Tomorrow it will be 30 years since my husband died. Thirty years of alone-ness. Maybe that’s adding to my sense of solitude and introspection.

Everything is going, or ending. Which means that newness is beginning.

That’s me on the edge. Feels like.

The upshot of all that is that I’m signing off for a little while, to catch my breath, re-centre, get life back into some sort of focus.

See you on the other side of this whatever-it-is.

Until then, let’s think about the words of God from Joshua 1:9, words which always put a tiger in my tank when I’m running on empty:

Have I not commanded you? Be strong and courageous. Do not be afraid; do not be discouraged, for the LORD your God will be with you wherever you go.”

I particularly like the Message version of that verse:

Haven’t I commanded you? Strength! Courage! Don’t be timid; don’t get discouraged. God, your God, is with you every step you take.”

I sent this verse to a friend this week, and it’s come back to me now, God speaking to me and to you, his assurance and promise (you knew I couldn’t leave you without a nod to Isaiah)

Even to your old age and grey hairs
    I am he, I am he who will sustain you.
I have made you and I will carry you;
    I will sustain you and I will rescue you
.

Isaiah 46:4

Dora

This morning I was sitting on a bench by the beach, brushing the sand from my feet, when I was joined by an elderly couple, in their mid 80’s. The wife, let’s call her Dora, has Alzheimer’s and her husband, we can call him Ian, is her carer. Me and the dogs nudged up to make room for them and soon we were swapping ‘where do you come from?’ and ‘this is better than the South of France, isn’t it?” and all that stuff. Dora was sweet and smiling and just a tiny bit agitated, not noticeable unless you were sitting with her, talking to her. I’m sure that to everyone walking past they just appeared to be a normal elderly couple chatting in the sunshine, but actually nothing Dora said made sense, it was a steady babbling brook of chuckles and words and gestures, light and tinkling, but meaningless. We mentioned the nearby cafe and I said they had great doughnuts and OKish coffee…. Ian said it sounded good but he can’t queue with Dora. And he never goes for a meal with her, because she intrudes on the other customers, and sometimes forgets how to eat. I asked how long it was since Ian had been out for a meal, and he couldn’t remember. “Maybe,” he said, “nine years? Ten? Something like that.”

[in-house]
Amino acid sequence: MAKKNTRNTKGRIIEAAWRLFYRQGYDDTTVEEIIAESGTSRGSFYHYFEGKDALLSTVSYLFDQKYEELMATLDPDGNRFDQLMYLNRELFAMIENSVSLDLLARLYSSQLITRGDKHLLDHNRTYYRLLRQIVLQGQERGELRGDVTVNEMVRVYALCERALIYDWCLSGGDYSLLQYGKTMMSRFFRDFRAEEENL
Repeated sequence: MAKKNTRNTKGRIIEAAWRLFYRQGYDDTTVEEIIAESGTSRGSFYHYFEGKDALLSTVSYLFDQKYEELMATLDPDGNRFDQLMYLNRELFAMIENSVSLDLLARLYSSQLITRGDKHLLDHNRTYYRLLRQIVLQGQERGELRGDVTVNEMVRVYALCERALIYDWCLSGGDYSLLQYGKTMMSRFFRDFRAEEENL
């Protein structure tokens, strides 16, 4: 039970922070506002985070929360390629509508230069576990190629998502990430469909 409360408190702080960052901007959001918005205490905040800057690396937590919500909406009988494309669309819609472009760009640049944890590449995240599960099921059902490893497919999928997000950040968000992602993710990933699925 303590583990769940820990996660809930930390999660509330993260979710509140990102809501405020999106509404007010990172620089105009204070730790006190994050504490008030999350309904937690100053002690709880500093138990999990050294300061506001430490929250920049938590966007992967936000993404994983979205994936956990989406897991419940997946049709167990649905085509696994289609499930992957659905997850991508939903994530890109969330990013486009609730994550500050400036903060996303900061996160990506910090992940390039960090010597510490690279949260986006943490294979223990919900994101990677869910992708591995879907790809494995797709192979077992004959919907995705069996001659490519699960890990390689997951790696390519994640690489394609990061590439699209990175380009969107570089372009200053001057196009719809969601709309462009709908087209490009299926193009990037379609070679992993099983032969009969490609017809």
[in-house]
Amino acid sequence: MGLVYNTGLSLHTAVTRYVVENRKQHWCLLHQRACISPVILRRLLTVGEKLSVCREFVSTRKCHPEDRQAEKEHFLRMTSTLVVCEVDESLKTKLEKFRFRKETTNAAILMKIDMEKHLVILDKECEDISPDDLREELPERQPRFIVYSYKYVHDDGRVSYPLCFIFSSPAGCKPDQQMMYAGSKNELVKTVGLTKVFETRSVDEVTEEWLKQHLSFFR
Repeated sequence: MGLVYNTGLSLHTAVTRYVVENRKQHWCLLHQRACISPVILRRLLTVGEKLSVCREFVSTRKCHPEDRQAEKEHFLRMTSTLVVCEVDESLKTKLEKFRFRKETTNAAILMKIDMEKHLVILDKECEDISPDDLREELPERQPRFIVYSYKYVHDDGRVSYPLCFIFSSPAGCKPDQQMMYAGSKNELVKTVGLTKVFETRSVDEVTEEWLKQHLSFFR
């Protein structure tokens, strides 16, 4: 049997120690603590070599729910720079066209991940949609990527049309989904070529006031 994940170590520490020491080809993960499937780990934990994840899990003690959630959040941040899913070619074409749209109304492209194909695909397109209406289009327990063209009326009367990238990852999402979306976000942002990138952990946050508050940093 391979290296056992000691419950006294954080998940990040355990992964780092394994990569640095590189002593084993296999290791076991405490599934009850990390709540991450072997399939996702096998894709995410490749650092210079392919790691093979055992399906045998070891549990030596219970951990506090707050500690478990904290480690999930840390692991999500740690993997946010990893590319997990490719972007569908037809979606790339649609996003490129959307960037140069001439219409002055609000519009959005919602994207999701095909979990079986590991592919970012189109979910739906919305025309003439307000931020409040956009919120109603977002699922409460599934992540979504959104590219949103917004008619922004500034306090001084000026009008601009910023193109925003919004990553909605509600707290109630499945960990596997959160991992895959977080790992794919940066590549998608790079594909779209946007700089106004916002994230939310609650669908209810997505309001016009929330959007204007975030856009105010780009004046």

I queued up. I got three coffees and doughnuts. We sat in the sunshine and got to know each other. Ian doesn’t sleep well because Dora wakes every hour or so and goes walk-about. This is their first holiday for nearly six years and today they’re travelling back to Guildford, and home. With the long journey in front of them, he now wishes that they hadn’t come because, removed from the familiarity of home and routine, her confusion has been even worse. They chose West Wales because she always loved the area but “She has no idea where we are, what we’re doing.” His love for Dora shines through his exhaustion and his mild exasperation, his weary patience. This is something a million times crueller than ‘Till death do us part’, it’s a slow heartbreak and torture. He gets a weekend ‘off’ every month when Dora goes into a care home, but he doesn’t manage to get out for a meal, doesn’t go into town, just tidies the house, allows himself a bottle of wine and a take-away, and has the luxury of an undisturbed night – that’s just 12 in a year! He’d love, he said, to go to a pub, but he’s forgotten how to, feeling awkward on his own.

I wonder how many of us singletons will have forgotten how to walk into a busy church when this Covid time is over?

I can’t imagine what their journey home will involve, but I know that love will play the biggest part.

Place me like a seal over your heart,
    like a seal on your arm;
for love is as strong as death,
    its jealousy unyielding as the grave.
It burns like blazing fire,
    like a mighty flame.
Many waters cannot quench love;
    rivers cannot sweep it away.

Song of Solomon 8:6&7